How Organized Citizens Helped de Blasio Sieze Equity-Driven Public Education as Core Issue

In the spring 2014 issue of the Annenberg Institute for School Reform’s VUE (Voices in Urban Education Reform), Oona Chaterjee, associate director for New York City organizing at the Annenberg Institute for School Reform at Brown University, introduces a set of articles about how it came to be that mayoral candidate Bill de Blasio, “elevated a comprehensive vision for improving the city’s more than 1,800 public schools”… including “many of the signature reforms fought for by advocates throughout the twelve preceding years of the Bloomberg administration: the creation of 100 community schools in his first rerm; supports for struggling schools, rather than school closings; reduced reliance on disciplinary measures that remove students from classrooms; and an accountability system that relies on measures other than standardized tests.”

It is easy to imagine that de Blasio, who became mayor in January 2014 after a stunning victory last November, might have created his public education agenda as a response to his years as a parent in Brooklyn or to his experiences while serving as public advocate, but in fact Annenberg’s spring VUE is a collection of articles about strategic and extended community organizing that pressured New York City’s mayoral candidates to react to a community-driven platform and to embrace or reject it.  In the spring 2014 VUE, it is very much worth reading pieces by two of New York City’s best community organizers—Zakiyah Ansari of the Alliance for Quality Education and Ocynthia Williams of the Coalition for Educational Justice—and to read Oona Chateree’s interview with New York University sociologist Pedro Noguera.

But most fascinating is Billy Easton’s, Changing Course on School Reform: Strategic Organizing around the New York City Mayoral Election. Easton is the executive director of New York’s statewide Alliance for Quality Education, which, beginning in 2011, worked with the New York City Coalition for Educational Justice, Make the Road New York, New York Communities for Change, and the Urban Youth Collaborative, to develop a strategy to create momentum for the overwhelming rejection of Mayor Michael Bloomberg’s educational philosophy.  The two year campaign was designed to culminate in the 2013 mayoral race.

The goal, according to Easton, was to establish a positive agenda to counter the corporate school reform that had become Bloomberg’s signature issue: “Bloomberg used the bully pulpit of his office, his virtually unchecked authority over schools through perhaps the nation’s most absolute form of mayoral control, and his own personal wealth to aggressively promote his education agenda… Bloomberg wanted a skilled manager to run the schools like a corporation, not a professional educator—hence three non-educators as chancellors… Central management staff included many non-educators with backgrounds as investment bankers, management consultants, and corporate lawyers.  Management authority was devolved to building principals with a sink-or-swim philosophy similar to that of corporate restructurings.  The entire system was aligned to drive up the test score bottom line… As one principal described it, ‘The profit margin in this business is test scores.  That’s all they measure you by now.'”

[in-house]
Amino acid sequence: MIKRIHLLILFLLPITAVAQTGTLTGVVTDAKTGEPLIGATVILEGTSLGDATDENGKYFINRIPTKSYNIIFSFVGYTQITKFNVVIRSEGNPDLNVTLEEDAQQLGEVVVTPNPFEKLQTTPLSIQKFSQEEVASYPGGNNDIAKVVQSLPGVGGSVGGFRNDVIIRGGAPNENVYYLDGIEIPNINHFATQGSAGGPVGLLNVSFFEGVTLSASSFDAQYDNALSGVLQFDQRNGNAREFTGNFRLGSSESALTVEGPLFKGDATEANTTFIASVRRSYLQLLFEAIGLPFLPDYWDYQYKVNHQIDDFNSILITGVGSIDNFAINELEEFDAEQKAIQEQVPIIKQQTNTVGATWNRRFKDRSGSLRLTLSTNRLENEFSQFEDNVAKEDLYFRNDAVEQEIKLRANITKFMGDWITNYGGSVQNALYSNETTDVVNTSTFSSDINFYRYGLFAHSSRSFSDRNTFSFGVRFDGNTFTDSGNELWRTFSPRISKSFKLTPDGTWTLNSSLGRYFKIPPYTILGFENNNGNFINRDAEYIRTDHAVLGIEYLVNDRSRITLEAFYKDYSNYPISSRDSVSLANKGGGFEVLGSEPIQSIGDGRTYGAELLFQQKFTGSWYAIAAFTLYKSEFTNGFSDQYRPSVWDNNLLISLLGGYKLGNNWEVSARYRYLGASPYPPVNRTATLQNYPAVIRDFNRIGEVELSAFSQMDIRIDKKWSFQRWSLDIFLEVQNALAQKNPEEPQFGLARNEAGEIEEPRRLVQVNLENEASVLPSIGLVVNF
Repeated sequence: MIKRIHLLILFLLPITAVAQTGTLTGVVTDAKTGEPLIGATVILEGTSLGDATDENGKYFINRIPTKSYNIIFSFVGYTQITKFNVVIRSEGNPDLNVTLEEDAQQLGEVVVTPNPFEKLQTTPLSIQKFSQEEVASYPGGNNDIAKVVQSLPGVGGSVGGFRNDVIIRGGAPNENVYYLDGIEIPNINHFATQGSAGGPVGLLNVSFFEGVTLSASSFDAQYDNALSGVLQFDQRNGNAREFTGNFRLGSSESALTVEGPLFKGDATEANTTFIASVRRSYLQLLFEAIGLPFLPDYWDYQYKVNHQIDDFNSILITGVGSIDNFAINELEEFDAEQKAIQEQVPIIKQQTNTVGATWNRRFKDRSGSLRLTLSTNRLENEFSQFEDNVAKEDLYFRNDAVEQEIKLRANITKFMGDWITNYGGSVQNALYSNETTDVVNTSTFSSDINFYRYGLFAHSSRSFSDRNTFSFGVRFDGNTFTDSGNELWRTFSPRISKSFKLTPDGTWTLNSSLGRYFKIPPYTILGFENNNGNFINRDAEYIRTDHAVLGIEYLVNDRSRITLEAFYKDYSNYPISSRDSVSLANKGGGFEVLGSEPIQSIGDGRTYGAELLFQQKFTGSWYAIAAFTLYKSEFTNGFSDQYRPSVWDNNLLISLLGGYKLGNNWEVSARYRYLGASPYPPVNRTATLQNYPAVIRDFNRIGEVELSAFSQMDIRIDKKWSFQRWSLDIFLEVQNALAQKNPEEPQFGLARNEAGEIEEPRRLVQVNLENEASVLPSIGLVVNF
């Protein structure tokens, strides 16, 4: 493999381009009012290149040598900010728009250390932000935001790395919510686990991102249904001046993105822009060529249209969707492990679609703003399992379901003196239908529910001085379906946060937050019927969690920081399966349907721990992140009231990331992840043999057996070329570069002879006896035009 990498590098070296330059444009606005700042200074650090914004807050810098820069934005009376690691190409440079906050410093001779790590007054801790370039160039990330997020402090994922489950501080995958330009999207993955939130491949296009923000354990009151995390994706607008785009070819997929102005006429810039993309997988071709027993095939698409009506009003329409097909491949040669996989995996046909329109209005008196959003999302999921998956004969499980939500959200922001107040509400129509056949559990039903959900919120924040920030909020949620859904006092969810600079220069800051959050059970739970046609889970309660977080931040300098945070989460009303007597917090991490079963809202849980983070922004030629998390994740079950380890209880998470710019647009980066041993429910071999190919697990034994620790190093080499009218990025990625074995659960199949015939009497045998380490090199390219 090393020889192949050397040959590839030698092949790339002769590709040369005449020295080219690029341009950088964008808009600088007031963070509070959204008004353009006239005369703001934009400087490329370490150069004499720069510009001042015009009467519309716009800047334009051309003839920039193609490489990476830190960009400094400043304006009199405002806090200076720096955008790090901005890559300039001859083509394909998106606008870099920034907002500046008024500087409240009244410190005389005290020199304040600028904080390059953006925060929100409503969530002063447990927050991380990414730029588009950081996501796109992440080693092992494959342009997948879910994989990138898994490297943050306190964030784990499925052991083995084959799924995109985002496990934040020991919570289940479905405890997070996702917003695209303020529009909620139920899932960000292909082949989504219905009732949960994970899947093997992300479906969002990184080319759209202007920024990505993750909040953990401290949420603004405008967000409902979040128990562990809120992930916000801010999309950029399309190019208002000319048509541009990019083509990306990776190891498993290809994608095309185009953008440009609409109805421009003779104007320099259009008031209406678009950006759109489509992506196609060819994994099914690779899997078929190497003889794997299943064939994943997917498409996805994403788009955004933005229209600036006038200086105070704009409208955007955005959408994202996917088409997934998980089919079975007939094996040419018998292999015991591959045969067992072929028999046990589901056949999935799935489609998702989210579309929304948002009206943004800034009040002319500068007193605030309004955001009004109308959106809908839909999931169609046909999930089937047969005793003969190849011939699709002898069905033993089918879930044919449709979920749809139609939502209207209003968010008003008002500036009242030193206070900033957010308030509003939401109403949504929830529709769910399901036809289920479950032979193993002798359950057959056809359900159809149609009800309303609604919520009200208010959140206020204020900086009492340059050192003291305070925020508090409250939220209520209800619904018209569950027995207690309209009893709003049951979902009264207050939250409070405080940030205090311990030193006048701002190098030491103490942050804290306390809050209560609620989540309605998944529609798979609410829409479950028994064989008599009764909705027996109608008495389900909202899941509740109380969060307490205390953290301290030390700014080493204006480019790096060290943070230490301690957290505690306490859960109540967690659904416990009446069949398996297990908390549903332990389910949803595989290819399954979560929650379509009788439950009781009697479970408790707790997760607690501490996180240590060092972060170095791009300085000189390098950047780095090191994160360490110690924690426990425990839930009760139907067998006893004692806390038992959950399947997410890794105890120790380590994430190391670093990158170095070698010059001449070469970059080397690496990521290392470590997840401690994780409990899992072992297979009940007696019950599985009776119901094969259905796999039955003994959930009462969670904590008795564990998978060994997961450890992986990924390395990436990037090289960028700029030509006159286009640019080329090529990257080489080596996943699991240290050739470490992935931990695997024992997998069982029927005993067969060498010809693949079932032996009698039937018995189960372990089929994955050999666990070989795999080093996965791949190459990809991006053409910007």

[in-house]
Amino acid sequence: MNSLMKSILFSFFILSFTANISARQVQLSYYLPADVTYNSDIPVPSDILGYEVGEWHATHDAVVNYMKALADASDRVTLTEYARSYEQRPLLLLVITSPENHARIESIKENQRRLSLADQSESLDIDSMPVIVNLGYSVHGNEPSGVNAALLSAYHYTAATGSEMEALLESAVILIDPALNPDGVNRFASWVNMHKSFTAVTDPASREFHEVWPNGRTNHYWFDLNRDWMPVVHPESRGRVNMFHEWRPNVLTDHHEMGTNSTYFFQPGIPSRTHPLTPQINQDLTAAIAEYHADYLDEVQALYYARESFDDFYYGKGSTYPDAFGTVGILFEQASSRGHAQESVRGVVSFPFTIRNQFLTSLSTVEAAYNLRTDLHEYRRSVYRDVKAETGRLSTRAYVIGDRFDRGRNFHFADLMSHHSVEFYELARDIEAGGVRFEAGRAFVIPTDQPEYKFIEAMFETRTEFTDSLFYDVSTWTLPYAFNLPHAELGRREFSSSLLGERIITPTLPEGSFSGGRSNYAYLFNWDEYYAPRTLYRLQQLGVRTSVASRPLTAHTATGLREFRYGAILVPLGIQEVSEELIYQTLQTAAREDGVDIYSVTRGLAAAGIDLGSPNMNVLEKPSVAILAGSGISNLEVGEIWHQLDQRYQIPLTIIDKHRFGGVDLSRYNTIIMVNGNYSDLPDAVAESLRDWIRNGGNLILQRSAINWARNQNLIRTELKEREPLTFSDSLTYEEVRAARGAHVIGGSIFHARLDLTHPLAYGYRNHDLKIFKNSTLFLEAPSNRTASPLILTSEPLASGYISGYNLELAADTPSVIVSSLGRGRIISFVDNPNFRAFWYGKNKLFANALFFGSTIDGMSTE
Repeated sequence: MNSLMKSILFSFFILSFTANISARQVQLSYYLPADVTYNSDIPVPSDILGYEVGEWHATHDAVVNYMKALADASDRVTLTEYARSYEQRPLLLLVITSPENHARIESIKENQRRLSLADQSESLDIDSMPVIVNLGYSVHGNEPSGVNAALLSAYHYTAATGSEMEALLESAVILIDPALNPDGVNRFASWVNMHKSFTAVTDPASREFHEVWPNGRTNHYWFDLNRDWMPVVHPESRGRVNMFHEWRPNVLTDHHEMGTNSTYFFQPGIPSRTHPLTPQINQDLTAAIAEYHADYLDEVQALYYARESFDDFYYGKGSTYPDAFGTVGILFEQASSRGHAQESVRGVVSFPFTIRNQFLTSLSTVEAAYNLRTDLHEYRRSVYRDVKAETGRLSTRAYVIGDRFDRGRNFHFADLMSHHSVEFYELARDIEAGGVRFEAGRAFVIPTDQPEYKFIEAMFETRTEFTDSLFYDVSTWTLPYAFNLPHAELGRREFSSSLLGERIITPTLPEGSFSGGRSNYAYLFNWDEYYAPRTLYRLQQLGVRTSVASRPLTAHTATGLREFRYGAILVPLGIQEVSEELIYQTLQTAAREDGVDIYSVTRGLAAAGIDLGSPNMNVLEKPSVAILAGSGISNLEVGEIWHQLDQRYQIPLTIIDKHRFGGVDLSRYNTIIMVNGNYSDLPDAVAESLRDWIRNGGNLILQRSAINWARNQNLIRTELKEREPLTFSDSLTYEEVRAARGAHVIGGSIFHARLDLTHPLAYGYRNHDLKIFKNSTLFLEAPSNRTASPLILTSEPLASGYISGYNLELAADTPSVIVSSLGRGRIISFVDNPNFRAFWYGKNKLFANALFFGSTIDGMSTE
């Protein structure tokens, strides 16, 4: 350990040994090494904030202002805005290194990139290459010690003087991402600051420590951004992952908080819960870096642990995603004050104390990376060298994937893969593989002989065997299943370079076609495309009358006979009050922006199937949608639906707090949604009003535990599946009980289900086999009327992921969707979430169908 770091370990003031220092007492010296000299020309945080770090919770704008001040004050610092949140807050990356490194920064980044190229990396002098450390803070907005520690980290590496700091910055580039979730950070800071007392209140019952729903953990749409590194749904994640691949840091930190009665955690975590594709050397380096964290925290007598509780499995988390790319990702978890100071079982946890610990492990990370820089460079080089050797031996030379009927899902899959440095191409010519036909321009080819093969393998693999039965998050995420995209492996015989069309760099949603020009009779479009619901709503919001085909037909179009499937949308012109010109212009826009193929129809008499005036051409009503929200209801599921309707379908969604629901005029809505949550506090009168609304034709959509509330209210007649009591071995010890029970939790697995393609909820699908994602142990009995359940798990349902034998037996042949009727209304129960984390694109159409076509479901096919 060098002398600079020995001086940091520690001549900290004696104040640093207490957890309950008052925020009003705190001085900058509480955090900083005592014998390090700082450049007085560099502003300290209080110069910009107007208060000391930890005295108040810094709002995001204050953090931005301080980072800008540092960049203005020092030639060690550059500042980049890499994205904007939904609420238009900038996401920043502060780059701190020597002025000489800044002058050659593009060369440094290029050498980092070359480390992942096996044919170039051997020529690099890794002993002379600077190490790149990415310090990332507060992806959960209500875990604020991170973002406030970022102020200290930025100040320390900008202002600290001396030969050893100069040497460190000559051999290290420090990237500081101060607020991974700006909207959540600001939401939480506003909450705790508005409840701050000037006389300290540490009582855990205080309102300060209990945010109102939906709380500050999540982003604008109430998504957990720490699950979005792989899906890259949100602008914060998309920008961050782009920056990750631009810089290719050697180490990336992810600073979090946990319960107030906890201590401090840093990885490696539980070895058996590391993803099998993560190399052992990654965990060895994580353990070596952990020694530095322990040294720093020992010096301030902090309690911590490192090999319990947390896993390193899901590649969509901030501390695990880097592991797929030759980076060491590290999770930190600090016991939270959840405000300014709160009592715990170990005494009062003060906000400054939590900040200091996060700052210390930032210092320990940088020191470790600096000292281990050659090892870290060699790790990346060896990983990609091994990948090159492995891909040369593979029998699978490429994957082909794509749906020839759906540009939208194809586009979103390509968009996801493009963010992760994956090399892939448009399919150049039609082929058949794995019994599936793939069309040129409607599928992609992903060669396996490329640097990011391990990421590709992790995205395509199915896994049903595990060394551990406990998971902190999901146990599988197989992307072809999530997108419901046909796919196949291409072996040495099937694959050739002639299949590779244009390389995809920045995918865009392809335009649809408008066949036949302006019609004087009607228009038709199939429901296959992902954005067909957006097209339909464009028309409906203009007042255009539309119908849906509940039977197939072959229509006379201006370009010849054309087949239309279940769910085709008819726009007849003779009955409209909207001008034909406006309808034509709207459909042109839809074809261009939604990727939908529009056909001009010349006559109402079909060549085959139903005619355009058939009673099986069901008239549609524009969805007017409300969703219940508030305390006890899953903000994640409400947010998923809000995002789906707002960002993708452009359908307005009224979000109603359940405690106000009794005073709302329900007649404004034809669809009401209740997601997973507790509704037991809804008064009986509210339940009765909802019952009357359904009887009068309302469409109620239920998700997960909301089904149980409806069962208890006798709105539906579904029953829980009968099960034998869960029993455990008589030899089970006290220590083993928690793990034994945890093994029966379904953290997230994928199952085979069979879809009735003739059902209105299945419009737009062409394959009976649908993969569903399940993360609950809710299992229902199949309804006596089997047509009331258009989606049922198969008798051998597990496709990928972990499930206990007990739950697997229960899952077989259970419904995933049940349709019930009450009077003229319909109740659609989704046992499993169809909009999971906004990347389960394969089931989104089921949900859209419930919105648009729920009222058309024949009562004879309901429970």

Easton traces the agenda organizers framed as a rejection of Bloomberg’s philosophy that school districts are run for the adults they employ, not for the students.  A new, and contrasting, student-centered counter-narrative explained that those running the schools under Bloomberg had utterly failed to focus on the concerns of the students—quality curriculum, arts and music, guidance counseling, supporting teachers, programs for English language learners—and had instead emphasized adult issues—“who runs schools, who works in schools, and what the rules are for employment.”

Two large  coalitions were established with a shared purpose and different tactics—one campaign that engaged the community around policy development and a second campaign that engaged the candidates and mobilized the grassroots.  The goal of the two-pronged effort “was to see the next mayor, no matter who won, implement policies that replaced the market-reform agenda with a student-centered opportunity agenda.  A secondary goal was that the next mayor should help drive a new direction in school reform nationally by using New York city’s bully pulpit to articulate a successful vision for reform….”